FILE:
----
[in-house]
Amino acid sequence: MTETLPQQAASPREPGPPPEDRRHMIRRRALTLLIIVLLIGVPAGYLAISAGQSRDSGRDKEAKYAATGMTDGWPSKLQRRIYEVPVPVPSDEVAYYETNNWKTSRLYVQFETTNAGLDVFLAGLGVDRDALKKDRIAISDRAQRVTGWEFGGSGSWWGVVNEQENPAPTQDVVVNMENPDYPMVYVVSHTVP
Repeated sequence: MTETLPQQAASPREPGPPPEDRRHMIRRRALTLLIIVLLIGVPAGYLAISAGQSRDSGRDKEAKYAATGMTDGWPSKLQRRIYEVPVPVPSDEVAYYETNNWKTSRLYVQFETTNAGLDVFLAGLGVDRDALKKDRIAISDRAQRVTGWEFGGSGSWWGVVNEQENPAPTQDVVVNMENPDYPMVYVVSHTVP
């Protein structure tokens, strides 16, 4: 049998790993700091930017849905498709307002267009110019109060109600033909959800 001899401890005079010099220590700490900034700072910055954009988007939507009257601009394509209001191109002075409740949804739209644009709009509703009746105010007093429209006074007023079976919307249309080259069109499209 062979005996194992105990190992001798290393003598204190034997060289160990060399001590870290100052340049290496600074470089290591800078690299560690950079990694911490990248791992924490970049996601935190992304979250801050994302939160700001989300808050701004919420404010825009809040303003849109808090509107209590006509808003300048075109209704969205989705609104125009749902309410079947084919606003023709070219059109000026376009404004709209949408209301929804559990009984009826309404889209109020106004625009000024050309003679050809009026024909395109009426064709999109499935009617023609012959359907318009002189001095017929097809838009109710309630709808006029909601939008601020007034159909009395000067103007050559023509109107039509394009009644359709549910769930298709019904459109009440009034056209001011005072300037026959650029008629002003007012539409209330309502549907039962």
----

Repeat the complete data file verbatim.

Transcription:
[in-house]
Amino acid sequence: MTETLPQQAASPREPGPPPEDRRHMIRRRALTLLIIVLLIGVPAGYLAISAGQSRDSGRDKEAKYAATGMTDGWPSKLQRRIYEVPVPVPSDEVAYYETNNWKTSRLYVQFETTNAGLDVFLAGLGVDRDALKKDRIAISDRAQRVTGWEFGGSGSWWGVVNEQENPAPTQDVVVNMENPDYPMVYVVSHTVP
Repeated sequence: MTETLPQQAASPREPGPPPEDRRHMIRRRALTLLIIVLLIGVPAGYLAISAGQSRDSGRDKEAKYAATGMTDGWPSKLQRRIYEVPVPVPSDEVAYYETNNWKTSRLYVQFETTNAGLDVFLAGLGVDRDALKKDRIAISDRAQRVTGWEFGGSGSWWGVVNEQENPAPTQDVVVNMENPDYPMVYVVSHTVP
């Protein structure tokens, strides 16, 4: 049998790993700091930017849905498709307002267009110019109060109600033909959800 001899401890005079010099220590700490900034700072910055954009988007939507009257601009394509209001191109002075409740949804739209644009709009509703009746105010007093429209006074007023079976919307249309080259069109499209 062979005996194992105990190992001798290393003598204190034997060289160990060399001590870290100052340049290496600074470089290591800078690299560690950079990694911490990248791992924490970049996601935190992304979250801050994302939160700001989300808050701004919420404010825009809040303003849109808090509107209590006509808003300048075109209704969205989705609104125009749902309410079947084919606003023709070219059109000026376009404004709209949408209301929804559990009984009826309404889209109020106004625009000024050309003679050809009026024909395109009426064709999109499935009617023609012959359907318009002189001095017929097809838009109710309630709808006029909601939008601020007034159909009395000067103007050559023509109107039509394009009644359709549910769930298709019904459109009440009034056209001011005072300037026959650029008629002003007012539409209330309502549907039962």